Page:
Six O’Clock News

Director: Ross McElwee

Institute History

  • 1997 Sundance Film Festival


Ross McElwee returns to Sundance (he won the Grand Jury Prize in 1987 with his documentary Sherman’s March) with a new autobiographical documentary, Six O’Clock News, which explores the subjects we see on the evening news in innovative and personal ways. During the period after his first child was born, McElwee found he was spending more time at home watching television, particularly the six o’clock news. He was struck by all the people’s lives which had been affected in ways they never had expected. The vicissitudes of life took on new meaning, as any parent will recognize, because he suddenly had a son he felt he needed to protect from the world’s many dangers.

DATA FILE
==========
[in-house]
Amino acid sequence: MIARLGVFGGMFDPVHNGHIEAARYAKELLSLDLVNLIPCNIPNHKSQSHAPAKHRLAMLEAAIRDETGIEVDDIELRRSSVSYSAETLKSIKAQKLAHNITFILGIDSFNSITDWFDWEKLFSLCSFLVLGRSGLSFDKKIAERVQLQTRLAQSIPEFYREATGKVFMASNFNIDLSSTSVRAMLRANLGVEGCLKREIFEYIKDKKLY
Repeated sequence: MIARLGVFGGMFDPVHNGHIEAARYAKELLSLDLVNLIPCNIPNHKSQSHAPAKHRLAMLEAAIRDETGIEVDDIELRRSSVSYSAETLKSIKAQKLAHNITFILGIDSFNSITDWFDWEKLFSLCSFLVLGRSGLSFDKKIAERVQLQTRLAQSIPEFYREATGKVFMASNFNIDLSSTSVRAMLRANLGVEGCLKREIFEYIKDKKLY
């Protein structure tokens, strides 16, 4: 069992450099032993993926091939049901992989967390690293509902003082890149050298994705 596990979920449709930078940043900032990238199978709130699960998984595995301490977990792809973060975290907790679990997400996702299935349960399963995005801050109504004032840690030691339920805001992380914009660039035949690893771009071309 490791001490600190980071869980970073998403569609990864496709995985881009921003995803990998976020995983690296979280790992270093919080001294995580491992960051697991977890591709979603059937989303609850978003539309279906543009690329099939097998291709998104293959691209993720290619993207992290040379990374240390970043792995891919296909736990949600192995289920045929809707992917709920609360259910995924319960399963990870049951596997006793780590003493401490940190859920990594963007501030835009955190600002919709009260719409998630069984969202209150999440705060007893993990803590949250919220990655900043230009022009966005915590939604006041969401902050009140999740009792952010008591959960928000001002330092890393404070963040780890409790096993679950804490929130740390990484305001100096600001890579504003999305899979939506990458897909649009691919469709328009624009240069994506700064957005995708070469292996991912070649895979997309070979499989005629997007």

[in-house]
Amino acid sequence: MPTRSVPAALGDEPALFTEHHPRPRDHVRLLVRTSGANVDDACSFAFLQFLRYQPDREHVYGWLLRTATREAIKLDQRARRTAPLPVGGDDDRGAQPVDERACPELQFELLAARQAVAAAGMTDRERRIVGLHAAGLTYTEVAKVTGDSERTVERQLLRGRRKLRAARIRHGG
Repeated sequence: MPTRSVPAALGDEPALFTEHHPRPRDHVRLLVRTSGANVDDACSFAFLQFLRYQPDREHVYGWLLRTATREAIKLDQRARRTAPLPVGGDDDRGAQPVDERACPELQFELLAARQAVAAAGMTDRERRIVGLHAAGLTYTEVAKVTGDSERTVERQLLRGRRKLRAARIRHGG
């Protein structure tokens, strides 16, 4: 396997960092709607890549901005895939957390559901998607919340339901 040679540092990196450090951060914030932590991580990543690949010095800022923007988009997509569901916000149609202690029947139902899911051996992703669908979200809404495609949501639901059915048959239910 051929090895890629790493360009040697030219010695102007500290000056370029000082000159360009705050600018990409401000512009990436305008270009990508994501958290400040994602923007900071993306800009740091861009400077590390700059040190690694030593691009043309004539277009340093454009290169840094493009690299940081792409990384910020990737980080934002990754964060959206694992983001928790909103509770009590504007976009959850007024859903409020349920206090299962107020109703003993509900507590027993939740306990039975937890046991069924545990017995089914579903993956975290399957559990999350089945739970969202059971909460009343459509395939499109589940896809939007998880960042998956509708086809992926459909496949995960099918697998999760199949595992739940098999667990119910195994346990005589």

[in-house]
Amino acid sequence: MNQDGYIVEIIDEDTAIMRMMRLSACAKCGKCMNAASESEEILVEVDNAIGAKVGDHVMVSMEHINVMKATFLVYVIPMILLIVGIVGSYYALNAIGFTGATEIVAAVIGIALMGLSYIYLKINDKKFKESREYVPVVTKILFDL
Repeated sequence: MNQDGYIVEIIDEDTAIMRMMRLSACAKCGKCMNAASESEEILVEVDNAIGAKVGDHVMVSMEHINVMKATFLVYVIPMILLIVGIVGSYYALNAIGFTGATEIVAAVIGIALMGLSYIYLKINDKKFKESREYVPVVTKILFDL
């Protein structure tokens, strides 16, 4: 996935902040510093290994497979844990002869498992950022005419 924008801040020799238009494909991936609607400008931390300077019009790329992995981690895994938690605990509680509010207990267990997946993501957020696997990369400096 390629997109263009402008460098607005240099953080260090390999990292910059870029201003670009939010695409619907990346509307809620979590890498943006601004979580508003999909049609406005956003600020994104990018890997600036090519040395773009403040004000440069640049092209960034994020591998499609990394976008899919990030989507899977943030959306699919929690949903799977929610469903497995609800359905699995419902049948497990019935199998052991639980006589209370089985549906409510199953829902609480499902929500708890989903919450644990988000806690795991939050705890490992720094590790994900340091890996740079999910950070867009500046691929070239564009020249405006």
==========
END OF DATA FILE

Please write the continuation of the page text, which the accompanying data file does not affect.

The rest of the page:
Deciding to go on the road to meet some of the “characters” he sees on the nightly news, McElwee takes us across the United States, stopping in places where people’s lives have been impacted by devastating tragedies. Heading south from his home in Boston, he first stops to try and find an old friend whose home may have been destroyed in a hurricane. From there on, everyone we meet begins as a stranger, though they don’t stay that way for long. As we've seen in previous films, McElwee has an uncanny ability to ingratiate himself into other people’s lives and quickly get beneath their surface. These people are not statistics to him; to the contrary, each person’s story is as personal and moving as the one he’s just told. Where the news stories leave off, his journey begins

— Lisa Viola

Screening Details


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